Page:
Now, we have to talk about the flip side of that, because the promise that I talked about is a promise. I think all the technology companies, all the platforms, are building what I call the basement of the metaverse. We’re building this universe from the ground up, and today we are at the basement level building the groundwork of those promises. The flip side of those attributes is potentially laying down huge risks. The past 15-20 years really led us to what I call the loss of trust in Web2, as over 40% of U.S. internet users have said to be harassed or subjected to hate speech online. There’s the safety issue, which is mainly because we didn’t have safety guardrails from the get-go in Web2. We have a data issue, the privacy issue. Every 39 seconds, there’s a data breach.
And then we have the inclusion issue. Today, facial recognition AI recognizes the wide scheme, the males 34% better than dark-skinned females in many circumstances. We’re talking about an era where we don’t have safety, privacy and inclusion. Those aspects are completely amplified in Web3. The immersiveness basically amplified exposure, because it’s immersive, you feel more, the impact is more major. Persistence really drives the velocity of toxicity because it’s persistent all the time. Fantasizing itself is really increased exposure to toxicity, and interoperability actually makes content moderation much harder.
For example, certain brands have a lot of controversies about moderating hate speech and racism online. They don’t have enough data to know how to address those. But those platforms in the metaverse, they’re completely different use cases of how you moderate toxicity. So, the flip side of this rosy future we paint for brands to go into the metaverse has this risk if we don’t address the safety issues right now, right here. We are putting the brands adjacent to potential hate speech and racism issues, which will cause problems.
Many brands seem to think user guidelines will protect them, but that’s often not the case. How do brands protect themselves from hate speech and other issues on these emerging platforms?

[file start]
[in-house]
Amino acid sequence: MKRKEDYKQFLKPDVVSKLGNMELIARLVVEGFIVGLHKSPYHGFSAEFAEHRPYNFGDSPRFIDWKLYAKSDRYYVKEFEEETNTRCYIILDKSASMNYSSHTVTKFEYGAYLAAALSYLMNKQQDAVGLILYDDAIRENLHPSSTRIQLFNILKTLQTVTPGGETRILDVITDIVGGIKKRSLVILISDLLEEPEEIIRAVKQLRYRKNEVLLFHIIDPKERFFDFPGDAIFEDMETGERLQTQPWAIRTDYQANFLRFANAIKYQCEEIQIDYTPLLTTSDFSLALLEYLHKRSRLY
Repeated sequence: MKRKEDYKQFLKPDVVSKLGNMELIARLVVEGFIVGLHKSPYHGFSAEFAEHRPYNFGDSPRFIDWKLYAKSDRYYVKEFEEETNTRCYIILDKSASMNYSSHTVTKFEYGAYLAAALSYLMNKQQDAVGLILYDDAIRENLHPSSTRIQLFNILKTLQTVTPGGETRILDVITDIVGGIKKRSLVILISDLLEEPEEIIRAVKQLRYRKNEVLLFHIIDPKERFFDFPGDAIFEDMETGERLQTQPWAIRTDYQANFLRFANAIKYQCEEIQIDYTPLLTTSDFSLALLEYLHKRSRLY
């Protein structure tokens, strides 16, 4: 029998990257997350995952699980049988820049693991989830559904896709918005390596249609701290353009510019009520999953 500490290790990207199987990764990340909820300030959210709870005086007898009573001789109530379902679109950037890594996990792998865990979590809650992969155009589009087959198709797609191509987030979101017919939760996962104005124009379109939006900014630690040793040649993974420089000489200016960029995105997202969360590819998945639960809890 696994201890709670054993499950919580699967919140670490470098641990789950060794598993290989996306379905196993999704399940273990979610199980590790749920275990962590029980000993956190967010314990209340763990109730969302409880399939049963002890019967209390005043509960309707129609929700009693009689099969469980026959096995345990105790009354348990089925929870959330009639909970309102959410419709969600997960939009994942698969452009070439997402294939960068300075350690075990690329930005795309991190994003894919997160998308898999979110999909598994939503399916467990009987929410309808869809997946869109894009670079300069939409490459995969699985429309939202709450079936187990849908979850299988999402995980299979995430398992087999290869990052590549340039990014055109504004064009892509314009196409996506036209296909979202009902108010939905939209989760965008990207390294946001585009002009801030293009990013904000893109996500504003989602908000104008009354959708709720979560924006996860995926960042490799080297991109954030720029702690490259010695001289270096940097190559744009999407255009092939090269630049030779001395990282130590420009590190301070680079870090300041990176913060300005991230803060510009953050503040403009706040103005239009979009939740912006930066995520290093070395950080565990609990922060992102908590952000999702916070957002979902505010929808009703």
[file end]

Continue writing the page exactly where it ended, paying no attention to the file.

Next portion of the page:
WANG: You need people who have worked in the space of safety for a long time to understand the impact and challenge of addressing safety. Governance has to start with these experts who have walked the walk. The Consortium is basically a safety advisory board. One way to categorize them is they are web trust and safety leaders who have been there for the past five years, who are building the new platforms and understand how to build safety by design.
You also have a group of folks who have been there for over a decade and have to adapt experience and safety. The second group, they have seen the first incarnation of the web. People who build policies for platforms like Decentraland are often isolated from the people who build the brand. But the policy is a reflection of your brand identity. Does Decentraland want to have the brand identity that tolerates Hitler? I’m pretty sure the answer is no. But then why isn’t there a policy in place to guide the users and therefore the voters to understand that, because ultimately, you have to be very clear about identity and guides your community toward that direction so they can vote for a future they truly want. I think those standards serve as a guidepost.